Cannabis consumers in Nova Scotia now have a chance to support a local micro cultivator who is just getting its first harvest to shelves this month.
Mira-Juana Cannabis, located near the Mira River in Nova Scotia’s cottage country, has recently partnered with a New Brunswick-based processor Tanner Farms and Saskatchewan-based Shelter Markets to get their first two varieties, GG#4 and Cheese onto shelves.
Nova Scotia has a focus on locally produced products, but this is the first Nova Scotia micro to reach consumers. The province boasts 19 different micros as of press time. Both of Mira-Juana’s first offerings are in 3.5 gram packages.
The process of getting to this stage was a long one, says Gary Tighe, one of two co-founders of Mira-Juana. Licensed to grow back in August of 2020, they have brought in several harvests and have spent much of the last 8 months or more trying to find partnerships with processors to get their product to market.
Initially, he says, he and his partner, John Gatza, were unsure if they wanted to create their own brand or simply supply other processors. They ultimately settled on their own brand after being unable to find a processor interested in a white-label deal with such small-batch products.
“We were undecided about whether we wanted to do our own brand or whether we wanted to do contract growing,” explains Tighe. “We went with the brand because there really weren’t many options besides that.”
“Stewart Farms couldn’t be happier playing a supporting role in getting Mira-Jauna products to market,” says Tanner Stewart, the CEO at Stewart Farms. “With any partnership, its success comes down to the people involved and whether or not their motivations are aligned. In this case, the Mira owners, Gary and Jon, are in it for all the right reasons. They want to grow and sell a product that their customers will enjoy while creating a name for themselves and Nova Scotians as growers of top-shelf herb. Those are the motivations Stewart Farms can get behind.”
Because Mira-juana is a small-batch grower, currently utilizing a little over half of their allowed 200m2 canopy space as they scale up. Since most larger processors (who can package dried cannabis for the consumer market as well as process more value-added cannabis products like edibles or extracts or topicals) want a steady, consistent supply of flower, Tighe says they ultimately opted to work with a smaller processor like Tanner Farms, who was open to smaller batches.
“A lot of the LPs were looking for 25kg lots a month. For me, that would take us two, two and a half harvests to get to 25kgs. So that didn’t work well with our small business, especially with cash flow being as important as it is.”
Working with Tanner Farms and Shelter gave them an in into their own province, he says, and he thinks demand in his home province will be enough to take up all they can grow as they scale out.
“NSLC has been very supportive,” he continues. “I think they’ve stepped up their game a little bit recently with their willingness to work with micros and they’re now educating their budtenders on the difference between standards and micros. So I think it should go well. Their margins are acceptable, and they seem easy to work with and a good retail partner.”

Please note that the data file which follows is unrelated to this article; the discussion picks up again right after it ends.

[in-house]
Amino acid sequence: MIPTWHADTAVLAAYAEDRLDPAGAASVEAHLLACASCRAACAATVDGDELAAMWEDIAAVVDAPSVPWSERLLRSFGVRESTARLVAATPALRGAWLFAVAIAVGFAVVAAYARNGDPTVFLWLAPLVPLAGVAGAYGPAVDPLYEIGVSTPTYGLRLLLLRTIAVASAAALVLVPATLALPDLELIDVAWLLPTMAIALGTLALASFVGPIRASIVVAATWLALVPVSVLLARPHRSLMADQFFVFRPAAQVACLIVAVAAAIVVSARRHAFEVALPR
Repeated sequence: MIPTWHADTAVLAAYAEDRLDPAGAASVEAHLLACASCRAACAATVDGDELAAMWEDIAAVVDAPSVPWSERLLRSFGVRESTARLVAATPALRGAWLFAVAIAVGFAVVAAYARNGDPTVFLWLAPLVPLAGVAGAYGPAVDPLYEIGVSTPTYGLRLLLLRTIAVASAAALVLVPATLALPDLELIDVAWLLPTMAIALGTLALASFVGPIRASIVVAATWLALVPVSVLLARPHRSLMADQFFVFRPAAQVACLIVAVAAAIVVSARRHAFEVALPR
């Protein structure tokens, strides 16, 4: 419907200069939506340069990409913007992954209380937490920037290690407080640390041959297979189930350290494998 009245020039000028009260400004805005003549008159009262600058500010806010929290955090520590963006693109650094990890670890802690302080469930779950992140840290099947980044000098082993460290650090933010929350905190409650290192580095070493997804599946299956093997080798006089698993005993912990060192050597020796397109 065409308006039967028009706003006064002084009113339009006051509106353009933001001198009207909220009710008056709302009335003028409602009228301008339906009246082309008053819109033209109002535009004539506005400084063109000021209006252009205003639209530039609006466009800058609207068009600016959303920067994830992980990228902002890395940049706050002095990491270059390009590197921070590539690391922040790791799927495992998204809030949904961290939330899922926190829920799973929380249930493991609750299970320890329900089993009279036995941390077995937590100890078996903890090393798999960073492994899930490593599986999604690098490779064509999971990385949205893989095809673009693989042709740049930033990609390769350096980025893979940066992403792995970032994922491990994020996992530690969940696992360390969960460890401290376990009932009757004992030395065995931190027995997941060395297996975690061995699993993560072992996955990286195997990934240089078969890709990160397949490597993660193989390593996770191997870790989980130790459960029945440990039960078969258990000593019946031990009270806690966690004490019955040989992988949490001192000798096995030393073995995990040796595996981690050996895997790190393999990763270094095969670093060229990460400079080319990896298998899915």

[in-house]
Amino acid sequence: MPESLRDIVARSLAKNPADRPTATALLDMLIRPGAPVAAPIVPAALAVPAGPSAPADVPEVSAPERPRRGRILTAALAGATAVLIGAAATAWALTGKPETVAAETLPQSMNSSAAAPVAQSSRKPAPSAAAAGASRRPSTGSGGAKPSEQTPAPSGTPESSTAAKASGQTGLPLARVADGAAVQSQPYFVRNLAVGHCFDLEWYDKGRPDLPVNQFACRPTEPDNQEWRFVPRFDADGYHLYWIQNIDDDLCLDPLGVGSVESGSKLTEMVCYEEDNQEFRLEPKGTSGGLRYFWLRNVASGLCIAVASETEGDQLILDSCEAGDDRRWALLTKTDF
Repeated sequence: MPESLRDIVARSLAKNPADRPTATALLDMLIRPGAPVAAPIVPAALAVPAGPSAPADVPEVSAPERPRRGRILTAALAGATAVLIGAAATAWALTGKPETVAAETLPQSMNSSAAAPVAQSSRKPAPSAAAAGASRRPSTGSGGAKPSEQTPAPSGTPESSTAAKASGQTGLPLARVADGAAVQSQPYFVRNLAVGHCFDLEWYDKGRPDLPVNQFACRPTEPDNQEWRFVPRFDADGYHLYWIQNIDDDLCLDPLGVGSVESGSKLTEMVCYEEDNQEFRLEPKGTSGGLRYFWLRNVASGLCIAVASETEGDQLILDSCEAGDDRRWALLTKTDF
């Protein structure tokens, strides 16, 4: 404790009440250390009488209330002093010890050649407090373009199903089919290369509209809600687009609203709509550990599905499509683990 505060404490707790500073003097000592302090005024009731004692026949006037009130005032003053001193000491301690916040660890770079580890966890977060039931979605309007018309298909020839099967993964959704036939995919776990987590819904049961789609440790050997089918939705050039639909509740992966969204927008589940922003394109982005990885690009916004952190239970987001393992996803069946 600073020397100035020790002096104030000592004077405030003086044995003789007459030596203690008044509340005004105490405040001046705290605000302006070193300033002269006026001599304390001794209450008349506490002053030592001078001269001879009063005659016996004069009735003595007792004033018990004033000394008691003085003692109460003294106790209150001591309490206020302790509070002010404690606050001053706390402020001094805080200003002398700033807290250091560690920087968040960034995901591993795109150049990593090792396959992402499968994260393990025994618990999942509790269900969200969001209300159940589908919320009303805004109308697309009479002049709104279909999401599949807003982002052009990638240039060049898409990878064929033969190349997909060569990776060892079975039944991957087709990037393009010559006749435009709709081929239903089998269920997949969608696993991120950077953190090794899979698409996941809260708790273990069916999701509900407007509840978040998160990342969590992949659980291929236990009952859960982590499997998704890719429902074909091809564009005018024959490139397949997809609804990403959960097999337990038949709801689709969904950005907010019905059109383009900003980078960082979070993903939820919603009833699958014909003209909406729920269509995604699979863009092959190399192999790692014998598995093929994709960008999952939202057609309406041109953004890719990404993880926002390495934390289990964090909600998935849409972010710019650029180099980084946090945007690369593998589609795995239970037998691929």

Although finding a processing partner was a challenge, he says he’d prefer to find a good partner like Tanner Farms or another local process rather than doing it himself if given the choice.
“For me, looking at the margins in processing and the time and effort that goes into it, there’s certainly dollars to be made there. But I would prefer to focus on cultivation. If given a choice, I would prefer to have a second micro go up before I would look at processing. That being said, we did look heavily at it when we were having some issues finding a processor.”
Starting small has helped them take things one step at a time, explains Tinghe. They plan to expand slowly to fill their allowed 200m2 as revenue from sales comes in, and then potentially look at additional micro cultivation licences.
“With Health Canada’s mandate to transition the grey market producers, I really feel that they might have had a facility like ours in mind, where we’re really just finding our way through the process. It’s a facility that’s doable for those looking to make that kind of transition. It’s doable and it’s exciting and setting this up has been very enjoyable for all of us.”
Licensing, he says, wasn’t really the hard part. Finding a way into provincial consumer markets was.
“There’s been a lot of challenges, but not where I expected. Licensing was not the challenge I expected, but sales into the distribution channels are much more challenging than I expected. The NSLC has been the easiest part. But leading into that process, finding partners like processors took a lot more time than I expected.”
Nova Scotia currently lists several dozen locally produced cannabis flower products, although Mira-Juana is the first micro. The province has 30 cannabis retailers currently, adding six new locations earlier this year.